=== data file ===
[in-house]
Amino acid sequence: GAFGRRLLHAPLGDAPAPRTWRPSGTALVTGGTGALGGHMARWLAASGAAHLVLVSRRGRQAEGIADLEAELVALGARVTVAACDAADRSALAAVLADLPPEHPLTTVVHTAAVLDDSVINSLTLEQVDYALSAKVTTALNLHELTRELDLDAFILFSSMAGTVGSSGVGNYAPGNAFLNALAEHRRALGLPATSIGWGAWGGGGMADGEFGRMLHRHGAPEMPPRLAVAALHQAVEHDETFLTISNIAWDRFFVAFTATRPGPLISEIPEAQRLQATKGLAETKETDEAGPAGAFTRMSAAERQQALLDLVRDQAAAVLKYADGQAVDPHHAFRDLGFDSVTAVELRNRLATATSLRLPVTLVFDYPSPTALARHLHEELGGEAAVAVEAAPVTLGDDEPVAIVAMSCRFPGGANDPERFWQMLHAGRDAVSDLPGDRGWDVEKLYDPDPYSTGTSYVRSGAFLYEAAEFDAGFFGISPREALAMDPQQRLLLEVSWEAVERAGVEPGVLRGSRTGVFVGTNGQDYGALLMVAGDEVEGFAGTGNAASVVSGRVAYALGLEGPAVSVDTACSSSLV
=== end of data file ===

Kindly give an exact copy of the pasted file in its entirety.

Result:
[in-house]
Amino acid sequence: GAFGRRLLHAPLGDAPAPRTWRPSGTALVTGGTGALGGHMARWLAASGAAHLVLVSRRGRQAEGIADLEAELVALGARVTVAACDAADRSALAAVLADLPPEHPLTTVVHTAAVLDDSVINSLTLEQVDYALSAKVTTALNLHELTRELDLDAFILFSSMAGTVGSSGVGNYAPGNAFLNALAEHRRALGLPATSIGWGAWGGGGMADGEFGRMLHRHGAPEMPPRLAVAALHQAVEHDETFLTISNIAWDRFFVAFTATRPGPLISEIPEAQRLQATKGLAETKETDEAGPAGAFTRMSAAERQQALLDLVRDQAAAVLKYADGQAVDPHHAFRDLGFDSVTAVELRNRLATATSLRLPVTLVFDYPSPTALARHLHEELGGEAAVAVEAAPVTLGDDEPVAIVAMSCRFPGGANDPERFWQMLHAGRDAVSDLPGDRGWDVEKLYDPDPYSTGTSYVRSGAFLYEAAEFDAGFFGISPREALAMDPQQRLLLEVSWEAVERAGVEPGVLRGSRTGVFVGTNGQDYGALLMVAGDEVEGFAGTGNAASVVSGRVAYALGLEGPAVSVDTACSSSLV